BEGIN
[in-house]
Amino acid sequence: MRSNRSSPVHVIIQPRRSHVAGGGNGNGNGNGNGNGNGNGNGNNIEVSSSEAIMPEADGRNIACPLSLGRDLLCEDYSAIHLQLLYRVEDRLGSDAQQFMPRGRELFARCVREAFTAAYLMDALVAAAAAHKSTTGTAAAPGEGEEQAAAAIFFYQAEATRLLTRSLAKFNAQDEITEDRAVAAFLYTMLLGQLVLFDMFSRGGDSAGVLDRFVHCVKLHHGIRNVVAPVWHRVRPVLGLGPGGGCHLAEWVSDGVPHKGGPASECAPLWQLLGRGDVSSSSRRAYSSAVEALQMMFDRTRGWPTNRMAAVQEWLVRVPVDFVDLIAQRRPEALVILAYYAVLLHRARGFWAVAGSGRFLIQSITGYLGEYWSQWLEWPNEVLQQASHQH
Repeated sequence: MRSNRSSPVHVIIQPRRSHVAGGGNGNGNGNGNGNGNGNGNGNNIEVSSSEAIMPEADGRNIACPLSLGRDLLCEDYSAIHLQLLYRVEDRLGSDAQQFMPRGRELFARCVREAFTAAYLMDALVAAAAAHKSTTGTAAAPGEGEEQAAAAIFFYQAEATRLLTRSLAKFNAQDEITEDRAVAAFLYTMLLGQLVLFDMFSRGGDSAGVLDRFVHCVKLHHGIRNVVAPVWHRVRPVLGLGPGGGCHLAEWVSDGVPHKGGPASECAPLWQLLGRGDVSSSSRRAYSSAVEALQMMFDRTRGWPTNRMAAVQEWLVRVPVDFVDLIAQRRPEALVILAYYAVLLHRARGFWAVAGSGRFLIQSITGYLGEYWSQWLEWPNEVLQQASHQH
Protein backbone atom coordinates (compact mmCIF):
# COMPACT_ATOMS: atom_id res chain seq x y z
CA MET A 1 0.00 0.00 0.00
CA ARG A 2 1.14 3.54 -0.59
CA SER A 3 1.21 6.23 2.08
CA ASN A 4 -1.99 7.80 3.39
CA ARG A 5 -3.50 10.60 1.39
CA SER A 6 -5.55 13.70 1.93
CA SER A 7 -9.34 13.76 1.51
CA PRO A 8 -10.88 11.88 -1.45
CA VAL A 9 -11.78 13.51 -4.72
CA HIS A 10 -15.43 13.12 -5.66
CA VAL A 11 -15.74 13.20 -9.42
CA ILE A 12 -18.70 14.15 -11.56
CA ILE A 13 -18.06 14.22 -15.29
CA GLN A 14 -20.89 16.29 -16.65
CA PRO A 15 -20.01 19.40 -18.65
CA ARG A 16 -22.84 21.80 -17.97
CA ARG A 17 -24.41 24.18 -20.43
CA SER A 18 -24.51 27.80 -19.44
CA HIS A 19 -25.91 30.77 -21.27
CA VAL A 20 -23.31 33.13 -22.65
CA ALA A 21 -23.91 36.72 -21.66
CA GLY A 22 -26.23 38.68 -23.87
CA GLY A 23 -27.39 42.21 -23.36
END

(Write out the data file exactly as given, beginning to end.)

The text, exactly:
[in-house]
Amino acid sequence: MRSNRSSPVHVIIQPRRSHVAGGGNGNGNGNGNGNGNGNGNGNNIEVSSSEAIMPEADGRNIACPLSLGRDLLCEDYSAIHLQLLYRVEDRLGSDAQQFMPRGRELFARCVREAFTAAYLMDALVAAAAAHKSTTGTAAAPGEGEEQAAAAIFFYQAEATRLLTRSLAKFNAQDEITEDRAVAAFLYTMLLGQLVLFDMFSRGGDSAGVLDRFVHCVKLHHGIRNVVAPVWHRVRPVLGLGPGGGCHLAEWVSDGVPHKGGPASECAPLWQLLGRGDVSSSSRRAYSSAVEALQMMFDRTRGWPTNRMAAVQEWLVRVPVDFVDLIAQRRPEALVILAYYAVLLHRARGFWAVAGSGRFLIQSITGYLGEYWSQWLEWPNEVLQQASHQH
Repeated sequence: MRSNRSSPVHVIIQPRRSHVAGGGNGNGNGNGNGNGNGNGNGNNIEVSSSEAIMPEADGRNIACPLSLGRDLLCEDYSAIHLQLLYRVEDRLGSDAQQFMPRGRELFARCVREAFTAAYLMDALVAAAAAHKSTTGTAAAPGEGEEQAAAAIFFYQAEATRLLTRSLAKFNAQDEITEDRAVAAFLYTMLLGQLVLFDMFSRGGDSAGVLDRFVHCVKLHHGIRNVVAPVWHRVRPVLGLGPGGGCHLAEWVSDGVPHKGGPASECAPLWQLLGRGDVSSSSRRAYSSAVEALQMMFDRTRGWPTNRMAAVQEWLVRVPVDFVDLIAQRRPEALVILAYYAVLLHRARGFWAVAGSGRFLIQSITGYLGEYWSQWLEWPNEVLQQASHQH
Protein backbone atom coordinates (compact mmCIF):
# COMPACT_ATOMS: atom_id res chain seq x y z
CA MET A 1 0.00 0.00 0.00
CA ARG A 2 1.14 3.54 -0.59
CA SER A 3 1.21 6.23 2.08
CA ASN A 4 -1.99 7.80 3.39
CA ARG A 5 -3.50 10.60 1.39
CA SER A 6 -5.55 13.70 1.93
CA SER A 7 -9.34 13.76 1.51
CA PRO A 8 -10.88 11.88 -1.45
CA VAL A 9 -11.78 13.51 -4.72
CA HIS A 10 -15.43 13.12 -5.66
CA VAL A 11 -15.74 13.20 -9.42
CA ILE A 12 -18.70 14.15 -11.56
CA ILE A 13 -18.06 14.22 -15.29
CA GLN A 14 -20.89 16.29 -16.65
CA PRO A 15 -20.01 19.40 -18.65
CA ARG A 16 -22.84 21.80 -17.97
CA ARG A 17 -24.41 24.18 -20.43
CA SER A 18 -24.51 27.80 -19.44
CA HIS A 19 -25.91 30.77 -21.27
CA VAL A 20 -23.31 33.13 -22.65
CA ALA A 21 -23.91 36.72 -21.66
CA GLY A 22 -26.23 38.68 -23.87
CA GLY A 23 -27.39 42.21 -23.36